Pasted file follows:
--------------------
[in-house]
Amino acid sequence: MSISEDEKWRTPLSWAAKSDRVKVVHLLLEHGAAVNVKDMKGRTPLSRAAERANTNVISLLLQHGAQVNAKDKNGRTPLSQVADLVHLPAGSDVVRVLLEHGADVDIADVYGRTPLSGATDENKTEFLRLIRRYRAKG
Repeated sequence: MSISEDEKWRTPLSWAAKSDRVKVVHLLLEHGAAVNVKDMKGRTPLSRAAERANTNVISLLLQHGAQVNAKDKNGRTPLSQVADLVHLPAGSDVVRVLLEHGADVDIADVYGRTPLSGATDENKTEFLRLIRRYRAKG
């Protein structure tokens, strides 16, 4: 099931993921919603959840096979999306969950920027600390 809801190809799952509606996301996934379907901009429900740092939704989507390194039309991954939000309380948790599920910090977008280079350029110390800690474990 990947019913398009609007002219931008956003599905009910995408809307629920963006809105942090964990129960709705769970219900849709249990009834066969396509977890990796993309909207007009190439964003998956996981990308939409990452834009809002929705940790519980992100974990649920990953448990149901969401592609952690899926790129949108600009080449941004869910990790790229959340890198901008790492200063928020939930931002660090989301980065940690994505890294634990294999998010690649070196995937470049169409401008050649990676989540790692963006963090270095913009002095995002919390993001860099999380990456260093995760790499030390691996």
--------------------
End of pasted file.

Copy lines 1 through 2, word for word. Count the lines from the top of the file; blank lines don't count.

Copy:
[in-house]
Amino acid sequence: MSISEDEKWRTPLSWAAKSDRVKVVHLLLEHGAAVNVKDMKGRTPLSRAAERANTNVISLLLQHGAQVNAKDKNGRTPLSQVADLVHLPAGSDVVRVLLEHGADVDIADVYGRTPLSGATDENKTEFLRLIRRYRAKG